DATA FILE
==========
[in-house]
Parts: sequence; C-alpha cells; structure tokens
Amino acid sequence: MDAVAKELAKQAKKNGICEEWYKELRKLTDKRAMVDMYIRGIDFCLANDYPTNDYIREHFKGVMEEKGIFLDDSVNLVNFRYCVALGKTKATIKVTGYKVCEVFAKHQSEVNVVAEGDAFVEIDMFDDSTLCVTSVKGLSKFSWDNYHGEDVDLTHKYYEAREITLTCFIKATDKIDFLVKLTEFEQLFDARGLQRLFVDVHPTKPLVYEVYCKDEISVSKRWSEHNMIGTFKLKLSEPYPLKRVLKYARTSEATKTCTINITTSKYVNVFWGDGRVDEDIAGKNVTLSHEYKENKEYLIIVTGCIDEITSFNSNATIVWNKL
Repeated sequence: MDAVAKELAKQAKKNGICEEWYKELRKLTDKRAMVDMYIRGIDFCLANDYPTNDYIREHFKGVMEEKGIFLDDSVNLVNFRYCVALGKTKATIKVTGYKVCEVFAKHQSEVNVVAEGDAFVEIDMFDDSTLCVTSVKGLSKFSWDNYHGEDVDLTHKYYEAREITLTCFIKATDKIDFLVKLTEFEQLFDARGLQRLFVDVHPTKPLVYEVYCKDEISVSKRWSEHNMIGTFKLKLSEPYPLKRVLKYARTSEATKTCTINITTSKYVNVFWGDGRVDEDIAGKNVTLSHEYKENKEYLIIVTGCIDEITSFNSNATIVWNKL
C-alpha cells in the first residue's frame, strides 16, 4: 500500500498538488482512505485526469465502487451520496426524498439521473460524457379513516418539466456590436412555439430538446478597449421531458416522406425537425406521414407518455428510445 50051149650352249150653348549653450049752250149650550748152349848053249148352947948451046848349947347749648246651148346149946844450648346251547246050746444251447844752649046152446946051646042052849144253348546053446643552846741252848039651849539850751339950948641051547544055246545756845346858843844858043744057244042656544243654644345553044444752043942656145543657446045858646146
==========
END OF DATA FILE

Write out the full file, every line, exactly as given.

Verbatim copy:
[in-house]
Parts: sequence; C-alpha cells; structure tokens
Amino acid sequence: MDAVAKELAKQAKKNGICEEWYKELRKLTDKRAMVDMYIRGIDFCLANDYPTNDYIREHFKGVMEEKGIFLDDSVNLVNFRYCVALGKTKATIKVTGYKVCEVFAKHQSEVNVVAEGDAFVEIDMFDDSTLCVTSVKGLSKFSWDNYHGEDVDLTHKYYEAREITLTCFIKATDKIDFLVKLTEFEQLFDARGLQRLFVDVHPTKPLVYEVYCKDEISVSKRWSEHNMIGTFKLKLSEPYPLKRVLKYARTSEATKTCTINITTSKYVNVFWGDGRVDEDIAGKNVTLSHEYKENKEYLIIVTGCIDEITSFNSNATIVWNKL
Repeated sequence: MDAVAKELAKQAKKNGICEEWYKELRKLTDKRAMVDMYIRGIDFCLANDYPTNDYIREHFKGVMEEKGIFLDDSVNLVNFRYCVALGKTKATIKVTGYKVCEVFAKHQSEVNVVAEGDAFVEIDMFDDSTLCVTSVKGLSKFSWDNYHGEDVDLTHKYYEAREITLTCFIKATDKIDFLVKLTEFEQLFDARGLQRLFVDVHPTKPLVYEVYCKDEISVSKRWSEHNMIGTFKLKLSEPYPLKRVLKYARTSEATKTCTINITTSKYVNVFWGDGRVDEDIAGKNVTLSHEYKENKEYLIIVTGCIDEITSFNSNATIVWNKL
C-alpha cells in the first residue's frame, strides 16, 4: 500500500498538488482512505485526469465502487451520496426524498439521473460524457379513516418539466456590436412555439430538446478597449421531458416522406425537425406521414407518455428510445 50051149650352249150653348549653450049752250149650550748152349848053249148352947948451046848349947347749648246651148346149946844450648346251547246050746444251447844752649046152446946051646042052849144253348546053446643552846741252848039651849539850751339950948641051547544055246545756845346858843844858043744057244042656544243654644345553044444752043942656145543657446045858646146